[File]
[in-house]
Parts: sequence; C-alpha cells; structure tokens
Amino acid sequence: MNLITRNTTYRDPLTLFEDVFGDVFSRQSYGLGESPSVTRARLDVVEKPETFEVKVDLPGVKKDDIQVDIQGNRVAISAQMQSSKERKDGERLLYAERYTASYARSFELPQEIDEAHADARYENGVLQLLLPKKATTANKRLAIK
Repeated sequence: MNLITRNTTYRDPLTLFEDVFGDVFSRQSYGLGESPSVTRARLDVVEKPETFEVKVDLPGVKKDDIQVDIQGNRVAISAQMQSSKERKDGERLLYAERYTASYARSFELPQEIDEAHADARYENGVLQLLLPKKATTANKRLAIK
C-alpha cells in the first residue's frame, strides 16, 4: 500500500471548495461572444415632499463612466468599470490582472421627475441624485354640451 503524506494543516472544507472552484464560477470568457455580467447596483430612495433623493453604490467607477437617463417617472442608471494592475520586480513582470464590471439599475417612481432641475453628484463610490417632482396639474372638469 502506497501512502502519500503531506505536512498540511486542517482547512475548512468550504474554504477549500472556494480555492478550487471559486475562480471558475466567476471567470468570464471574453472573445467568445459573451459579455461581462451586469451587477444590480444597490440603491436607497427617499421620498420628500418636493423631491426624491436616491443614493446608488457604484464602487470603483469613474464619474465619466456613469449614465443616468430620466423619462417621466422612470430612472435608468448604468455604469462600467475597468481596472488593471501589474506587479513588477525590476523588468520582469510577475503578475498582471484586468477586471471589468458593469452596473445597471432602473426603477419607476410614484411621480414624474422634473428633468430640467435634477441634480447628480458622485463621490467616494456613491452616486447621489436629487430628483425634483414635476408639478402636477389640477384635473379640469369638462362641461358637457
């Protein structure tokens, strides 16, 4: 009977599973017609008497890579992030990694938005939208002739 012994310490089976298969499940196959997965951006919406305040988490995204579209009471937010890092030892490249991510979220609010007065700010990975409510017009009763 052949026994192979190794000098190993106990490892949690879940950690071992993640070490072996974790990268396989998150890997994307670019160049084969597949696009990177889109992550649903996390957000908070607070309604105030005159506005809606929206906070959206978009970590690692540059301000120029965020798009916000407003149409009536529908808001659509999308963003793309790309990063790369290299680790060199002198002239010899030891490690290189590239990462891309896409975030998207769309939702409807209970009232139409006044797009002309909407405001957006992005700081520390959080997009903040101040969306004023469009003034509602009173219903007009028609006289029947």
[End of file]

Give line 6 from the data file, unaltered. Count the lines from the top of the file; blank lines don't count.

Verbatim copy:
């Protein structure tokens, strides 16, 4: 009977599973017609008497890579992030990694938005939208002739 012994310490089976298969499940196959997965951006919406305040988490995204579209009471937010890092030892490249991510979220609010007065700010990975409510017009009763 052949026994192979190794000098190993106990490892949690879940950690071992993640070490072996974790990268396989998150890997994307670019160049084969597949696009990177889109992550649903996390957000908070607070309604105030005159506005809606929206906070959206978009970590690692540059301000120029965020798009916000407003149409009536529908808001659509999308963003793309790309990063790369290299680790060199002198002239010899030891490690290189590239990462891309896409975030998207769309939702409807209970009232139409006044797009002309909407405001957006992005700081520390959080997009903040101040969306004023469009003034509602009173219903007009028609006289029947």